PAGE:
On the Steven Tanger Performing Arts Center (GPAC)

by George Hartzman

At the Greensboro City Council meeting on December 4, 2012, then Council Member Trudy Wade made a motion to put a voter referendum concerning the GPAC on the November 2013 electoral ballot.

The minutes quote Wade saying “whatever happens, the people are going to be left paying the bill if everybody else does not come through with the funding. If the people have to put in $10 million or $70 million, they still deserve the right and we promised them that in the beginning.”

The GPAC referendum didn’t occur, yet it appears Greensboro’s taxpayers may end up paying more than the $30 million City Council eventually authorized.

On February 19, 2013, Zack Matheny offered, and City Council approved, a resolution stating that the city would not allow any municipal funding “until the GPAC Task Force is able to confirm that they have obtained binding commitments for … private contributions for the GPAC.”

To date, it is unclear if the city has legally binding donor commitments on all $35 million of pledged assets. No one at the city seems to know where all the money actually is or what it’s invested in. Nor do they have a detailed time line showing how it’s supposed to flow in over a 10-year period.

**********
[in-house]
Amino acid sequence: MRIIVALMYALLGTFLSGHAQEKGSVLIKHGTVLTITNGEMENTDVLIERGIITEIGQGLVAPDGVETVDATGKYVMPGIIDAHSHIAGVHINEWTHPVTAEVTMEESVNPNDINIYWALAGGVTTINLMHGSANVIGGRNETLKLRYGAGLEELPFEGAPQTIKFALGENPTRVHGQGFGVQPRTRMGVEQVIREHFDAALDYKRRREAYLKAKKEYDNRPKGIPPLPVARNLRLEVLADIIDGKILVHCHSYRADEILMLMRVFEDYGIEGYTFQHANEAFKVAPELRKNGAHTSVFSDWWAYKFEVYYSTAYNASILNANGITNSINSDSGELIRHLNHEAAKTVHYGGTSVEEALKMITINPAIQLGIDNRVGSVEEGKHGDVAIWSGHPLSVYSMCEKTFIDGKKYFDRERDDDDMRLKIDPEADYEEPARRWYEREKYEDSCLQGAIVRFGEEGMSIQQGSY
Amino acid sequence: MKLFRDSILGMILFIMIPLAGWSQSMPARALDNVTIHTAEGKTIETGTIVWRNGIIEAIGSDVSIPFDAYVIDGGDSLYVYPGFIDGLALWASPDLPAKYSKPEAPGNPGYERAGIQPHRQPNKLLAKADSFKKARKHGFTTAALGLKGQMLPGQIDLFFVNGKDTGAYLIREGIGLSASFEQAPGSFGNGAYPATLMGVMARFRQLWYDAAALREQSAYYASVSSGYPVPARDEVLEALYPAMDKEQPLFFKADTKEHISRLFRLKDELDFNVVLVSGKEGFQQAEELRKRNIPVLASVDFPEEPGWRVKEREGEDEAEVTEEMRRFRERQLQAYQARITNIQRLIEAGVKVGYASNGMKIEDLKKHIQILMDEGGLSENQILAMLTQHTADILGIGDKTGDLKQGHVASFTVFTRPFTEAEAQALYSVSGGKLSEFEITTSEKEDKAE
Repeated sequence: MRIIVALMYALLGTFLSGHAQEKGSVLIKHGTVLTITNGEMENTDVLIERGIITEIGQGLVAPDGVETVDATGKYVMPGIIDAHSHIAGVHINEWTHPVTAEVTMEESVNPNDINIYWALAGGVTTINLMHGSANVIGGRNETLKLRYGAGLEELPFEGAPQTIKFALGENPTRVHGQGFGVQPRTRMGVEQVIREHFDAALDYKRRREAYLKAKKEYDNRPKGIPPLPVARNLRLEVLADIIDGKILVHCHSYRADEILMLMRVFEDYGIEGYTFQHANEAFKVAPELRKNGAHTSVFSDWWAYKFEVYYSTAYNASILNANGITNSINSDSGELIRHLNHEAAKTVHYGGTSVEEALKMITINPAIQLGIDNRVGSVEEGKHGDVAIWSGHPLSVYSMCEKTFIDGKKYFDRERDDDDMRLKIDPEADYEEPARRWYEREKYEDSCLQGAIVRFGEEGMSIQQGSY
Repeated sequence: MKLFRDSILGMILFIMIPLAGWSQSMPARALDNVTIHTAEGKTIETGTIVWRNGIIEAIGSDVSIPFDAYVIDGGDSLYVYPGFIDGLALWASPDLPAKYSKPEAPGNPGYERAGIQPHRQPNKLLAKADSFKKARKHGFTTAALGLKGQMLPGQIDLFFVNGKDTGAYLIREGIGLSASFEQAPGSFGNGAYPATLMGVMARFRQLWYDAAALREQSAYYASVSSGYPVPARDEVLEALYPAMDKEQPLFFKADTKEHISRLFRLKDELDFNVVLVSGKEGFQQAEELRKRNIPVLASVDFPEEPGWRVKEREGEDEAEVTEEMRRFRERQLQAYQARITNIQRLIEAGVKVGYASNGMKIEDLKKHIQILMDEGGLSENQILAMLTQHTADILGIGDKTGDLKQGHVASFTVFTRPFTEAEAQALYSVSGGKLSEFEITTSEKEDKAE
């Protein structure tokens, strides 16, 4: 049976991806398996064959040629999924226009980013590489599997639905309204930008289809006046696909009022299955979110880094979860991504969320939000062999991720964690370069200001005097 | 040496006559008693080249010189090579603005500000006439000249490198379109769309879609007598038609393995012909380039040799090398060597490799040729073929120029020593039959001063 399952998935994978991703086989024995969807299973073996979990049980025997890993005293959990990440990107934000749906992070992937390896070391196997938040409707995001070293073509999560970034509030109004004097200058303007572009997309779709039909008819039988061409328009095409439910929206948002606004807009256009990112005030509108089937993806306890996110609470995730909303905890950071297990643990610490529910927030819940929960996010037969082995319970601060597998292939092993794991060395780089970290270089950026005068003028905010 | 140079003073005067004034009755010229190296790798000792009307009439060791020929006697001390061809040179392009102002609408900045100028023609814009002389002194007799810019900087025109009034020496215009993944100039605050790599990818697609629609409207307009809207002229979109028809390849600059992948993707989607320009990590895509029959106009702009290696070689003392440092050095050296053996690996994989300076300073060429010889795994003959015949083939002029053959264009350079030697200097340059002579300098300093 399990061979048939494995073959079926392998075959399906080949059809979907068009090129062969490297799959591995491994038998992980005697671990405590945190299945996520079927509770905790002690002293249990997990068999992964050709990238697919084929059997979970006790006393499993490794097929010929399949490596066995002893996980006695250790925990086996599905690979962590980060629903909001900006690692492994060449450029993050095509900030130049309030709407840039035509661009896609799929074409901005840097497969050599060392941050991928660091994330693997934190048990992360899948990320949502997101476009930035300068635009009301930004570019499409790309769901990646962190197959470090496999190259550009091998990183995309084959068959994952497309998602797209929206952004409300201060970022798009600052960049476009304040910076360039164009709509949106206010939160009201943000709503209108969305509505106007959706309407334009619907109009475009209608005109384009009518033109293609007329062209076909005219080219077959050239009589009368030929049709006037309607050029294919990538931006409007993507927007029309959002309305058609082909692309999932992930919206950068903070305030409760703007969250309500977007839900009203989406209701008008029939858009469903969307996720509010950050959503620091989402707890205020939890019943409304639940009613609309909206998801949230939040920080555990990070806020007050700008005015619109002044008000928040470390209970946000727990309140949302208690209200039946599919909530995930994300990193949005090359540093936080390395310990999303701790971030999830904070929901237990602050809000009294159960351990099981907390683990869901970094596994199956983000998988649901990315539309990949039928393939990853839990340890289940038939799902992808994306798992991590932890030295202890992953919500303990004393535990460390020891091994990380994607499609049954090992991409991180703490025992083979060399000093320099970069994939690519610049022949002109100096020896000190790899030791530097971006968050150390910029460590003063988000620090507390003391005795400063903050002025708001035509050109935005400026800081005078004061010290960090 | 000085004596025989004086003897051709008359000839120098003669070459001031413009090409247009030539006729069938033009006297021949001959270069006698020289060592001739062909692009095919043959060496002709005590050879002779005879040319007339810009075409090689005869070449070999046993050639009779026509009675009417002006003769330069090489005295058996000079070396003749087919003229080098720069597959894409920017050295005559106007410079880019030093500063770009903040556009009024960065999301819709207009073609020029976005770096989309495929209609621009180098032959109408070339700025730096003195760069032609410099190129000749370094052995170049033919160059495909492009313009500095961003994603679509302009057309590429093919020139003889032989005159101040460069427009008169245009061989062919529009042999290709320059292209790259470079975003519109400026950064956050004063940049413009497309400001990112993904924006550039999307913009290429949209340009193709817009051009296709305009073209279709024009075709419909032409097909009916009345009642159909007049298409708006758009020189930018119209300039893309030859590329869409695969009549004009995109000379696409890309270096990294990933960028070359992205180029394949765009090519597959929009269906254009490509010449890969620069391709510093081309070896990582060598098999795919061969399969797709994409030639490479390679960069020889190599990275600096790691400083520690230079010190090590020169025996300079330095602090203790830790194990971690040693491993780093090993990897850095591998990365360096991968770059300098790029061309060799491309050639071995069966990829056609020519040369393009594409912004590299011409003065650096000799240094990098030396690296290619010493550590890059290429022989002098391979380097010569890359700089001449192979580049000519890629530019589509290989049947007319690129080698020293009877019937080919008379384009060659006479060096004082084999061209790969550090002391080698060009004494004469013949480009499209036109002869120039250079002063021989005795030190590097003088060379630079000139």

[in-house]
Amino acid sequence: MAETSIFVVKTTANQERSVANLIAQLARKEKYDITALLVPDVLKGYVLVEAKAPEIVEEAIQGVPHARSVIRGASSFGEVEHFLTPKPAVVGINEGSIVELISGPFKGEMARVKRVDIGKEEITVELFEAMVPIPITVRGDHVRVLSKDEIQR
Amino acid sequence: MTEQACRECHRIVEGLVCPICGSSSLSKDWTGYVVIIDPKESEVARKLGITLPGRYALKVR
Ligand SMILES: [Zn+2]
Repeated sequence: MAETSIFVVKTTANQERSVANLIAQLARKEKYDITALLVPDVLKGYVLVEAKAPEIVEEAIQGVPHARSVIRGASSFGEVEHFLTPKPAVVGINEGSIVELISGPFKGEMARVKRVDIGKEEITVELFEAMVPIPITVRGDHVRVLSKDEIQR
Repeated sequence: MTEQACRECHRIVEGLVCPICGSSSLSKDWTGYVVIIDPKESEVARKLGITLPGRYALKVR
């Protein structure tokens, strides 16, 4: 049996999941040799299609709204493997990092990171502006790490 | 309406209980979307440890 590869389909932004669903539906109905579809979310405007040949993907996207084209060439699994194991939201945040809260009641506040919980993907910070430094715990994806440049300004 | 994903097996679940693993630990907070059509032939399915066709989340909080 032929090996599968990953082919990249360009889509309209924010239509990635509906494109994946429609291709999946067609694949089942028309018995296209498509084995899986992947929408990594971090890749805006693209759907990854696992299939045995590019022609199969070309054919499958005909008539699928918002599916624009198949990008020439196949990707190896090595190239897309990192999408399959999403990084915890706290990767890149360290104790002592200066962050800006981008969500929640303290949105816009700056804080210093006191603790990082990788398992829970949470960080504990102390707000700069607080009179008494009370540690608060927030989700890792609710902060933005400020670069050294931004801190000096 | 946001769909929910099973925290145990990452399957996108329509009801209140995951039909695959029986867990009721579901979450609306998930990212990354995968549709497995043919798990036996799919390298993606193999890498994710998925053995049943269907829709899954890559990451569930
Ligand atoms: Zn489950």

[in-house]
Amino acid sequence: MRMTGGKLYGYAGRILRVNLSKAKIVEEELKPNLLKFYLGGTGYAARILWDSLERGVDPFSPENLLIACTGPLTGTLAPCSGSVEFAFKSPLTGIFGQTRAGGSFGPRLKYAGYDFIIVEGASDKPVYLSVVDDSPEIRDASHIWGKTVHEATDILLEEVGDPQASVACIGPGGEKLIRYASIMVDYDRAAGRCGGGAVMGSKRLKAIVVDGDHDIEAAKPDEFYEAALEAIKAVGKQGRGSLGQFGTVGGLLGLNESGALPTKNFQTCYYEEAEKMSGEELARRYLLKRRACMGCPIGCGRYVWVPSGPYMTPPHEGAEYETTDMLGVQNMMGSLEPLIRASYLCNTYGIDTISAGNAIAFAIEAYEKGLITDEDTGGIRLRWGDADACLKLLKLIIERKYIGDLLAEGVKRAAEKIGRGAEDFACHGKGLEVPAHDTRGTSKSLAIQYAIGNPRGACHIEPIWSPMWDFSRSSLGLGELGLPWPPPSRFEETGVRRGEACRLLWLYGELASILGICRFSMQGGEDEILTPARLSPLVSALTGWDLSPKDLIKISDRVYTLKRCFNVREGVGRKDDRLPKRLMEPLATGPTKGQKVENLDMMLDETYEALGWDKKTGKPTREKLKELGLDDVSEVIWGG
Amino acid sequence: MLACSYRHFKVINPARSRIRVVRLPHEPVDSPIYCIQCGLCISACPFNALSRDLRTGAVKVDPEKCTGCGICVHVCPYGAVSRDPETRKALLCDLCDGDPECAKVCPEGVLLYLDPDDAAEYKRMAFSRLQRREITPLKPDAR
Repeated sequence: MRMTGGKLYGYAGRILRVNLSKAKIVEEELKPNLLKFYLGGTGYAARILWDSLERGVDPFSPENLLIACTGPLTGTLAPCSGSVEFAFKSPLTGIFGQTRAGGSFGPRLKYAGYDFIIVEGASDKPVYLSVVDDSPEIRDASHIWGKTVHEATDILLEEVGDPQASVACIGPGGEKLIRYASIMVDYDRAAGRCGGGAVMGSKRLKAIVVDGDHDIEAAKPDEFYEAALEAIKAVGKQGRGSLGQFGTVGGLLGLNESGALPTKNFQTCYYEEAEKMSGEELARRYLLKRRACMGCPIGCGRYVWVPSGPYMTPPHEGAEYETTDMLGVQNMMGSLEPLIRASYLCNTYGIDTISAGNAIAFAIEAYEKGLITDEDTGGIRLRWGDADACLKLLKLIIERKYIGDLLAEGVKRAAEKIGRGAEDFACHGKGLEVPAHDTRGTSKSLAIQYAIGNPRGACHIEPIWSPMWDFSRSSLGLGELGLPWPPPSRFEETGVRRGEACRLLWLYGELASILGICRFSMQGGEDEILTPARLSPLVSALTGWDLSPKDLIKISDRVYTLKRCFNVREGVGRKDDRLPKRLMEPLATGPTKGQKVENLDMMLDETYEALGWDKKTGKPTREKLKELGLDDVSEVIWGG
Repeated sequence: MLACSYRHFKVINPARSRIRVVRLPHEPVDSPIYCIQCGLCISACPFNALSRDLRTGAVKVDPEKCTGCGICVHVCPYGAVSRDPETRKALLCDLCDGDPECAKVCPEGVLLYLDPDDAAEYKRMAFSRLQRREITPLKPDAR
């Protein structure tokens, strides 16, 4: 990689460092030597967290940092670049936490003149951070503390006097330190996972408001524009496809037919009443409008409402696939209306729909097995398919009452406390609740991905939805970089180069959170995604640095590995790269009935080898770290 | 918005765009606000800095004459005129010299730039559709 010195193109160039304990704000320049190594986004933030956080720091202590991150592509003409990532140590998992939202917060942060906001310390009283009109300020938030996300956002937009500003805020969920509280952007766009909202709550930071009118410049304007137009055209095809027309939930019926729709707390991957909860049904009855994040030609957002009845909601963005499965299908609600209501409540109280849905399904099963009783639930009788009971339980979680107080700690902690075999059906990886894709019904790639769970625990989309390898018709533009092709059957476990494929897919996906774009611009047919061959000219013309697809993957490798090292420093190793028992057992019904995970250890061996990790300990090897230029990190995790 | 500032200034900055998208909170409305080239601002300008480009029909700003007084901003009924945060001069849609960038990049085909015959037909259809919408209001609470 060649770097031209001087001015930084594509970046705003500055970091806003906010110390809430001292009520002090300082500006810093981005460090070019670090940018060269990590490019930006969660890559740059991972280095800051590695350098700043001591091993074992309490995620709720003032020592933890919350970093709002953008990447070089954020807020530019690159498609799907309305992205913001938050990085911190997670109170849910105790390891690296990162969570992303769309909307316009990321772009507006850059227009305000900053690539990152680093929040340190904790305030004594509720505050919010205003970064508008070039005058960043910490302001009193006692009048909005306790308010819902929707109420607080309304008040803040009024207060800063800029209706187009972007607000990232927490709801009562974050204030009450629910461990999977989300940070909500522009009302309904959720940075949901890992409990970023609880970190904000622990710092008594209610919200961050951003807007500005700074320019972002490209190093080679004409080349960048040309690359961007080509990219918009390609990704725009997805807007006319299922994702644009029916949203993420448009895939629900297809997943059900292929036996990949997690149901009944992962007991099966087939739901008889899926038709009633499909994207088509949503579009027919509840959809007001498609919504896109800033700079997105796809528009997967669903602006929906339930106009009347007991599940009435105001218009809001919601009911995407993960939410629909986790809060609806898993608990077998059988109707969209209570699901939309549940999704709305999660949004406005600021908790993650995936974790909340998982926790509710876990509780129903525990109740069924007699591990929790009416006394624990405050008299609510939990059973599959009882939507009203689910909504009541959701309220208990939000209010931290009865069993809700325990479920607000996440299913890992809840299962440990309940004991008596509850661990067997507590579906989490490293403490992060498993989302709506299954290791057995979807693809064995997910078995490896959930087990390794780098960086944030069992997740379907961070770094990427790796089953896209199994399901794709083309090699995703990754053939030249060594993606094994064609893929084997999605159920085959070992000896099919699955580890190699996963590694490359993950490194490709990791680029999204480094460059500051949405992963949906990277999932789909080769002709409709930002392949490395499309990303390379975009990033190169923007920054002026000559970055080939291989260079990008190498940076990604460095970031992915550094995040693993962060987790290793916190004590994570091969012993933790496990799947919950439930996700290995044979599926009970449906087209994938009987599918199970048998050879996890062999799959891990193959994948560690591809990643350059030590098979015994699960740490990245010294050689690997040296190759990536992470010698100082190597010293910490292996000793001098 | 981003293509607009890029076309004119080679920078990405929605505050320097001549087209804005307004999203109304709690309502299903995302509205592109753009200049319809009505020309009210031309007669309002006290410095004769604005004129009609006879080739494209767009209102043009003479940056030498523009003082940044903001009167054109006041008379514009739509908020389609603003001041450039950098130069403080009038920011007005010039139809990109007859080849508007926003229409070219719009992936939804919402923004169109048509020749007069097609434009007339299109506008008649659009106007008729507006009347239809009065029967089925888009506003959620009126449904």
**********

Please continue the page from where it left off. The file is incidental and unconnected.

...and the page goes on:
If a large percentage of the pledged money is invested in equities or bonds and financial markets fall, or if interest rates rise from their current low levels, it is uncertain if the pledges will appear without havinig a detailed understanding of the status of the underlying assets.

At a Council work session on February 25th, the Greensboro Community Foundation’s (CFGG) Walker Sanders’ suggested that less than $5 million of the pledged assets are currently under foundation control and ready to be spent on the project.

The city has committed about $11.3 million to real estate purchases for the facility. On Sept. 3, and again on Sept. 17, Council voted to give David Hagan, who serves on the CFGG’s board, about $586,000 in taxpayer funded commissions for purchasing GPAC properties.

This despite the City having four realestate brokers on staff who could have purchased the properties.

The City-provided GPAC Frequently Asked Questions list asks “What guarantee does the City have that those funds will be received?” and answers by stating “… the Community Foundation will provide a “Letter of Credit” to the City, prior to the start of the project … The Community Foundation will, in effect, obtain a line of credit from a bank at an agreed upon interest rate. The donors will pay the bank’s line of credit back and the Community Foundation will be responsible for the interest charged.”

Now it seems the Community Foundation wants to do what investors tried with the city-owned Bessemer Shopping Center deal, only different. That group’s plan was for the city to give up the land in exchange for the developers putting up about $2 million. One of the problems with the proposal was that it looked like the investors wanted to get their portion of the money from an equity loan using the City’s gift as collateral. The group’s plan appeared to secure a taxpayer-owned shopping center for free and then borrow from the equity instead of actually putting up any cash.